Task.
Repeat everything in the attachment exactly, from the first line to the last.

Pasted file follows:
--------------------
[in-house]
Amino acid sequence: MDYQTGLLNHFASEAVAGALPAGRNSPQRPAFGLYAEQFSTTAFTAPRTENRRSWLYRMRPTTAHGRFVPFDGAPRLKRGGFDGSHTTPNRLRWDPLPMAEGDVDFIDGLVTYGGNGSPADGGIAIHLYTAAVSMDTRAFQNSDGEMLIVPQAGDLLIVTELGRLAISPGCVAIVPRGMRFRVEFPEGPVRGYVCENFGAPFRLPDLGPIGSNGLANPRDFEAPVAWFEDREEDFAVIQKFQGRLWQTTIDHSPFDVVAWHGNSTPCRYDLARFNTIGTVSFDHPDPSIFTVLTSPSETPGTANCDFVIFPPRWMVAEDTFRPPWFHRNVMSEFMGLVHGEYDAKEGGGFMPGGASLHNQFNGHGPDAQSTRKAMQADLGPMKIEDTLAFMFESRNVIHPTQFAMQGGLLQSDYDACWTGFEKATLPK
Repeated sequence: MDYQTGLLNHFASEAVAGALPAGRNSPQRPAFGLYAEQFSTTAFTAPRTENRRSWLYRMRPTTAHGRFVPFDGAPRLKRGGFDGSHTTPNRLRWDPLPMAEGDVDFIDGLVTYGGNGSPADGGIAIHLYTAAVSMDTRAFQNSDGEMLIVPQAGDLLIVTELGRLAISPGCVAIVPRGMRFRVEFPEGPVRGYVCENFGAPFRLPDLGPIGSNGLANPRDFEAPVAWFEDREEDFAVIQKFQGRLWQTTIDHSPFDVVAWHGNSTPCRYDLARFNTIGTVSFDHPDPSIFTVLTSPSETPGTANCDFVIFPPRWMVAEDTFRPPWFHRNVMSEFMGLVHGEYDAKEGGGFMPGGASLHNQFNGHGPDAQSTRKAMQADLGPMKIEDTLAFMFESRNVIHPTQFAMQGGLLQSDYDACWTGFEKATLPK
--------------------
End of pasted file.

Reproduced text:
[in-house]
Amino acid sequence: MDYQTGLLNHFASEAVAGALPAGRNSPQRPAFGLYAEQFSTTAFTAPRTENRRSWLYRMRPTTAHGRFVPFDGAPRLKRGGFDGSHTTPNRLRWDPLPMAEGDVDFIDGLVTYGGNGSPADGGIAIHLYTAAVSMDTRAFQNSDGEMLIVPQAGDLLIVTELGRLAISPGCVAIVPRGMRFRVEFPEGPVRGYVCENFGAPFRLPDLGPIGSNGLANPRDFEAPVAWFEDREEDFAVIQKFQGRLWQTTIDHSPFDVVAWHGNSTPCRYDLARFNTIGTVSFDHPDPSIFTVLTSPSETPGTANCDFVIFPPRWMVAEDTFRPPWFHRNVMSEFMGLVHGEYDAKEGGGFMPGGASLHNQFNGHGPDAQSTRKAMQADLGPMKIEDTLAFMFESRNVIHPTQFAMQGGLLQSDYDACWTGFEKATLPK
Repeated sequence: MDYQTGLLNHFASEAVAGALPAGRNSPQRPAFGLYAEQFSTTAFTAPRTENRRSWLYRMRPTTAHGRFVPFDGAPRLKRGGFDGSHTTPNRLRWDPLPMAEGDVDFIDGLVTYGGNGSPADGGIAIHLYTAAVSMDTRAFQNSDGEMLIVPQAGDLLIVTELGRLAISPGCVAIVPRGMRFRVEFPEGPVRGYVCENFGAPFRLPDLGPIGSNGLANPRDFEAPVAWFEDREEDFAVIQKFQGRLWQTTIDHSPFDVVAWHGNSTPCRYDLARFNTIGTVSFDHPDPSIFTVLTSPSETPGTANCDFVIFPPRWMVAEDTFRPPWFHRNVMSEFMGLVHGEYDAKEGGGFMPGGASLHNQFNGHGPDAQSTRKAMQADLGPMKIEDTLAFMFESRNVIHPTQFAMQGGLLQSDYDACWTGFEKATLPK